Tears before paintings are no longer dependable. The youthful Mishima sobs in Paul Schrader’s Mishima as he views an Andrea Mantegna artwork that shows St. Sebastian’s martyrdom. Mishima sobs, but his tears are a mixture of sadness, resentment, unmet expectations, hysteria, and libido. Who can say for sure what they mean?

In an episode of the BBC biographical series, Mahatma Gandhi breaks down in front of a Christ artwork. Who would be willing to share his possible thoughts? Picasso’s Guernica causes the painter’s mother to cry in Julian Schnabel’s Basquiat film.

She could be thinking about the oppressions of the Spanish Civil War or Picasso’s victorious art, but it doesn’t seem plausible that the young Basquiat could relate to much of what she is experiencing. (It’s also difficult to ascertain Schnabel’s opinion of Guernica.) It appears that understanding what transpires in a grieving mind is impossible. And as if all of that wasn’t enough, there are also meaningless tears.

I occasionally am startled to feel a tear on my face, which I hastily wipe away before anyone sees. It may have been brought on by weariness, a strong light, or airborne dust. Like perspiration, tears can come out of our body when we don’t want them to. Both the cold and the sulfuric acid that onions’ chemical produces cause our eyes to moisten. (In medical terminology, those are called “irritant tears” and “reflex tears” rather than “emotional tears.” Physicians are consistently certain about these kinds of things.)

Some individuals cry easily at the sound of laughter, while others need constant eye drops because they have dry eyes. Sjogren’s syndrome is a chronic dry eye disease that is frequently linked to rheumatoid arthritis. Droplets of “artificial tears” are necessary for certain syndrome sufferers every ten to fifteen minutes. Even though they may appear to be sobbing and feel like they are, these folks are actually shedding artificial tears.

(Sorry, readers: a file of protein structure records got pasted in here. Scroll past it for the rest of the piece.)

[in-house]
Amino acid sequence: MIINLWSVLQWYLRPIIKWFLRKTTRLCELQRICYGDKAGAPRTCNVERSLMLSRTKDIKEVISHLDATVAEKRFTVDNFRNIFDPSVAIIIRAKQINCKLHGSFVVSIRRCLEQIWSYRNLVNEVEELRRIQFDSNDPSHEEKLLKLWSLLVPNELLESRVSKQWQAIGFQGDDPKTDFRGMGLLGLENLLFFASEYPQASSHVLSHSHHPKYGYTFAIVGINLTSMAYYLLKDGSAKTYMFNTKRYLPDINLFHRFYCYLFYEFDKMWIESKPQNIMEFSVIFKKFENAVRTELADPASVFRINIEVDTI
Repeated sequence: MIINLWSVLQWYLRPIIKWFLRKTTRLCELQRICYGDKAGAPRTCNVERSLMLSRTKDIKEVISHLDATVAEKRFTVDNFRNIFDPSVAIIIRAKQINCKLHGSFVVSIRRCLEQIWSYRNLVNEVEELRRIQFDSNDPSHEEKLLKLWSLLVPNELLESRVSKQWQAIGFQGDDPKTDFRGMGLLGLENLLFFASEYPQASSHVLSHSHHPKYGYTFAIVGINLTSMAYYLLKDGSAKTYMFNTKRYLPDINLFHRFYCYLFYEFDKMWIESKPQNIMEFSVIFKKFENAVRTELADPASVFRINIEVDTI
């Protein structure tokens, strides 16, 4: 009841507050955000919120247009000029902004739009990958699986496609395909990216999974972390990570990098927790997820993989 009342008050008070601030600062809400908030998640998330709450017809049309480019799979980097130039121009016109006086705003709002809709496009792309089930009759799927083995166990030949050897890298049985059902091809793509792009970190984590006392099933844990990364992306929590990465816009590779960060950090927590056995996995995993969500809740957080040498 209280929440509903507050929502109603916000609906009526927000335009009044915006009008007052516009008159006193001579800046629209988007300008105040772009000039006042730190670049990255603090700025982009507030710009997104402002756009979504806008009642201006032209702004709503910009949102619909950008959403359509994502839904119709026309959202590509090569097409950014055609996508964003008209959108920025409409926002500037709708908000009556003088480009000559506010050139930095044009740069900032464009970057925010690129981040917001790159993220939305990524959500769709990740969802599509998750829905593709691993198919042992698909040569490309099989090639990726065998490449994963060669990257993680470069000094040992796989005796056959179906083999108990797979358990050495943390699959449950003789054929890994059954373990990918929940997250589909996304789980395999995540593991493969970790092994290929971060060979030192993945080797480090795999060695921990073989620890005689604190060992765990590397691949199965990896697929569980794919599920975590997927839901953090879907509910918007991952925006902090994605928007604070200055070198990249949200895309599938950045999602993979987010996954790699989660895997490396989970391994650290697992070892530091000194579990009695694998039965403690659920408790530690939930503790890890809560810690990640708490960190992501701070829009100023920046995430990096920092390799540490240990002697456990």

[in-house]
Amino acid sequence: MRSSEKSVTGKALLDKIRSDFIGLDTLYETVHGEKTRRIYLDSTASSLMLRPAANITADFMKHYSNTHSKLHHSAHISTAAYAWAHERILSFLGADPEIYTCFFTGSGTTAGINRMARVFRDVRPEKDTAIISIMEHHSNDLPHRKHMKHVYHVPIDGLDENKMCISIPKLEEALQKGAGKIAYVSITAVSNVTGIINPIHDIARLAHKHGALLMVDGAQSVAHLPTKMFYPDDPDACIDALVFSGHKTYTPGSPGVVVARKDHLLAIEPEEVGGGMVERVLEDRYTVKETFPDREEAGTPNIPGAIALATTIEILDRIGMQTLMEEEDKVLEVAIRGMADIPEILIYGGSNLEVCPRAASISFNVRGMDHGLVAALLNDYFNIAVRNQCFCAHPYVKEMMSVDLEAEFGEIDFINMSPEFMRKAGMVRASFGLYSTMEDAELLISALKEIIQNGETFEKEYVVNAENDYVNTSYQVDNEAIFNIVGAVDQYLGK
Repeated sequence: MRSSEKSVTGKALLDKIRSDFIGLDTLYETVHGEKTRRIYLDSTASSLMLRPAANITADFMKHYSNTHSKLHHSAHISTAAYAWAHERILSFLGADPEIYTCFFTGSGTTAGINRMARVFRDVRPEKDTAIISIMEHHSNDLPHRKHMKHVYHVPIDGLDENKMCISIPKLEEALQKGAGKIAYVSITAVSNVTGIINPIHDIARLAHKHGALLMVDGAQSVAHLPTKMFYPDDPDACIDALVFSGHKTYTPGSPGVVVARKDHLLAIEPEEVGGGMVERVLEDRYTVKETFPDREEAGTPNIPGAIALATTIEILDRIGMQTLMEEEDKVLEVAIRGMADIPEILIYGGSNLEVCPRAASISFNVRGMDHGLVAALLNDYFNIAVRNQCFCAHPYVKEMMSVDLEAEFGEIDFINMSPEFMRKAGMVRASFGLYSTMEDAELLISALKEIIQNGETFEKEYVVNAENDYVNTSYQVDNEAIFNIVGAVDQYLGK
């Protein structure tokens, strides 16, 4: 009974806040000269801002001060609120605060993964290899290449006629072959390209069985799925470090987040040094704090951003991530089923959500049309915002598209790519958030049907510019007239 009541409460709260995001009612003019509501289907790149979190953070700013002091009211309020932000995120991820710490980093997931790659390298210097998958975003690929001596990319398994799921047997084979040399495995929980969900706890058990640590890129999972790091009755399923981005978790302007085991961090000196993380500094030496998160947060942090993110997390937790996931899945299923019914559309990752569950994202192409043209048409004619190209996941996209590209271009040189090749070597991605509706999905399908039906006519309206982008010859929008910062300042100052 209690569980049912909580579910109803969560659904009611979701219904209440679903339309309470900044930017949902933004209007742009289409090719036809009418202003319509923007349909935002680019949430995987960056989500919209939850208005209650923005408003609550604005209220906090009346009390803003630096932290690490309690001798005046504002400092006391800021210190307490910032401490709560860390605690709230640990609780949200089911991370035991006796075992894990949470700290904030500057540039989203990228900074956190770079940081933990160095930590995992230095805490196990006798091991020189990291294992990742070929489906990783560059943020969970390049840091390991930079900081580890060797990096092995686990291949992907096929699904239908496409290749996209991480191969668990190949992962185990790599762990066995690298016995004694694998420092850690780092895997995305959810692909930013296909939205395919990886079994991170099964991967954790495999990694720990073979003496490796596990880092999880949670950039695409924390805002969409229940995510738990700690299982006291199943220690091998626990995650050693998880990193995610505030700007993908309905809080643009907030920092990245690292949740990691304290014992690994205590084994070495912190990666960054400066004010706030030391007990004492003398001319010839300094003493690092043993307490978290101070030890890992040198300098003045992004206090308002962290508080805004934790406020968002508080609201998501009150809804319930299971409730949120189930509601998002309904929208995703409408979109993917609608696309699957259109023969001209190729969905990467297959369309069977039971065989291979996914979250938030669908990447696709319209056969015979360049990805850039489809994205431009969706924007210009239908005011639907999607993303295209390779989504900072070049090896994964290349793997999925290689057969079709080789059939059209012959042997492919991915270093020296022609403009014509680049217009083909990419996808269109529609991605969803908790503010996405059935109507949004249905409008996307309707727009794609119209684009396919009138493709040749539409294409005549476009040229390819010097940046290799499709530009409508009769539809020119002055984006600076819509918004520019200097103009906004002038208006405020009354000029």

Stroke victims may weep incessantly, although this is not due to emotional outbursts but rather to neurological failure. They have a disorder known as “pathological crying” or “emotional incontinence,” and medications are available to aid with the pointless tears.

Just as tears I receive when peeling onions are an indication of acids in my eye, “pathological” tears are not indicators of a mental condition but rather of a damaged state of the brain. However, the distinction between tears and sentiments is hazy. Medication designed to halt crying may also help lift the spirits of certain pathological cryers who are also depressed.

Similar to smiles, tears may also be fake. However, they are not as meaningful as smiles because they might imply nothing at all. Given that tears can have contradictory meanings, what type of object are they? It seems like tears may represent anything: known and unknown, cold and hot, important and unimportant, false and real, uncommon and common, profound and superficial, evident and concealed, sincere and unintentional.

At least one philosopher of tears was incorrect when they claimed that tears are the unique language of the eye. Unless they are all of the languages of Babel combined into one, they cannot be similar to words. They appear to communicate everything at once—thoughts we have conquered and those we have suppressed, physical cravings, hidden wants, physiological malfunctions—because they reflect so many facets of who we are.